“I’ve never done that! But I thought why not? I didn’t see why I couldn’t do it,” Ivory said, adding with a laugh, “I don’t know Italian!”
While Ivory agreed – co-directing a feature would have been another first for the filmmaker – he had one big stipulation: He wanted to write the screenplay.
Though both Ivory and Guadagnino were also working on other projects, the pair developed the script together whenever they could, stacking up visits between Italy and New York (Ivory even went to see Guadagnino while he was shooting “A Bigger Splash” in Sicily). With an Ivory-penned script under their belt, financing eventually came together, though financiers had their own demands.
“They thought it would be better if there was only one director,” Ivory said. “I think they were also thinking that I’m pretty old now, that something might happen to me, might cause them trouble.”
Even after Ivory departed as co-director, he says he was “very much involved” with other aspects of the production, from casting to checking out locations alongside Guadagnino. The pair seems to have enjoyed a working relationship both active and respectful (Guadagnino recently called Ivory “the godfather of us all” in a chat with IndieWire), even if Ivory is still a bit sad that one of his casting ideas didn’t pan out.
“He’s like any director would be – and it goes both ways – if he says to me, ‘I think so-and-so would be marvelous for Oliver,’ and that person I have to think very carefully about, because I didn’t much like so-and-so or never saw so-and-so’s movies,” Ivory said. “Or it could be the other way around, and I’d say, ‘you know, I think Gretca Scacchi would be wonderful for the mother, she’s got an Italian passport and that’s good,’ and then he would say, ‘hmm, I’m not so sure.'”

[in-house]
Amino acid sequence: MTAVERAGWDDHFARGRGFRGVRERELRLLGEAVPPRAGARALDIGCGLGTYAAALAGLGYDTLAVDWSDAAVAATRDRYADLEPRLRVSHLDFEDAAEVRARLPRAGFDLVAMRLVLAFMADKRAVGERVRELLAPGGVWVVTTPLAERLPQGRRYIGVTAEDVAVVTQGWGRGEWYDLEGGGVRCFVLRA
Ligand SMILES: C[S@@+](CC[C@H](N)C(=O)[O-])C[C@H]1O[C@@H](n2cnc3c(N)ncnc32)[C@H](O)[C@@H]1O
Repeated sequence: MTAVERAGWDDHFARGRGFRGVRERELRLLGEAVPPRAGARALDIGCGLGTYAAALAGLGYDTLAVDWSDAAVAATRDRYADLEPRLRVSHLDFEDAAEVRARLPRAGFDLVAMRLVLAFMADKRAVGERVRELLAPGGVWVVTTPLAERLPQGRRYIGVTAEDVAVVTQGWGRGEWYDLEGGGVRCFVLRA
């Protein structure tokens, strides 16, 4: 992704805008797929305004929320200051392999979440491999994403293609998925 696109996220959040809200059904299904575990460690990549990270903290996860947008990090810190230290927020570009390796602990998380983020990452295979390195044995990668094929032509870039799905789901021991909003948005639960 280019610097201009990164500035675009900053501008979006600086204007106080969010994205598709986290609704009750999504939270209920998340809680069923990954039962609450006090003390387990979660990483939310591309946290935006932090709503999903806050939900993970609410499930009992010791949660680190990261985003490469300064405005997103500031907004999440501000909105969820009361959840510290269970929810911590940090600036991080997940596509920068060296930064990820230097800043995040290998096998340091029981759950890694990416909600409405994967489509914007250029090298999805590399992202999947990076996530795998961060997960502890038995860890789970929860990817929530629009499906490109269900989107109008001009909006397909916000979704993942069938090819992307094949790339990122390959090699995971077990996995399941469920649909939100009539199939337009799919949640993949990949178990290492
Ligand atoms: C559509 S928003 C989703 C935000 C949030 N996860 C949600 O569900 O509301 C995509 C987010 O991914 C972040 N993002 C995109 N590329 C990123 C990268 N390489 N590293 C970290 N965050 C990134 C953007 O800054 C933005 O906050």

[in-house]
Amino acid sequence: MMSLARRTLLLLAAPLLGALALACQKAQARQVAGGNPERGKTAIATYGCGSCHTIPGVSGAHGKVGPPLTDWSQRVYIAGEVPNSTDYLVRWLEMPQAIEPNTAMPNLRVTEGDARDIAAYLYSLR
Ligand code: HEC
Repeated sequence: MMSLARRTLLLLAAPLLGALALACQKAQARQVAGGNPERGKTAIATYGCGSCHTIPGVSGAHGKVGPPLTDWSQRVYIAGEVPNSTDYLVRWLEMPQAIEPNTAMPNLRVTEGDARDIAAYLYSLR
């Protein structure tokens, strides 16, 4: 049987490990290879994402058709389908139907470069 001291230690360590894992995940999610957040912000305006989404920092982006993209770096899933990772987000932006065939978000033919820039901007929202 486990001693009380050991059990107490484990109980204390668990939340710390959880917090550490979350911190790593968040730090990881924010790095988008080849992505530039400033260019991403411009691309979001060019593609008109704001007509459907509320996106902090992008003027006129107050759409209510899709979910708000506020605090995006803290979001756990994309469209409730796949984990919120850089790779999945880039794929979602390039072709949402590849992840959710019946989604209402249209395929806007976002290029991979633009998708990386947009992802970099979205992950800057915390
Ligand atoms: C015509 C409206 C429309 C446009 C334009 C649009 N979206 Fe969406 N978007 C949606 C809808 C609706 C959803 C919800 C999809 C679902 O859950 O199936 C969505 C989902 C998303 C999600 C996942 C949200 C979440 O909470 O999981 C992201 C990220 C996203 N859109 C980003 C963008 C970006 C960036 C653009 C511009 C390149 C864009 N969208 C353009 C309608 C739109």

Although Guadagnino made a number of edits to Ivory’s script, including pushing back the setting to 1983 and excising male nudity (a contract stipulation from both Chalamet and Hammer, as Ivory told Variety earlier this month), the veteran filmmaker is still the sole screenwriter credited on the project, and it’s clear from the choices he made in adapting Aciman’s sprawling story that his narrative choices were profound.
Ivory is nothing if not pragmatic about snipping down the material, and he said there was nothing that he regretted cutting, though certainly some significant cuts were made. (Some spoilers ahead.)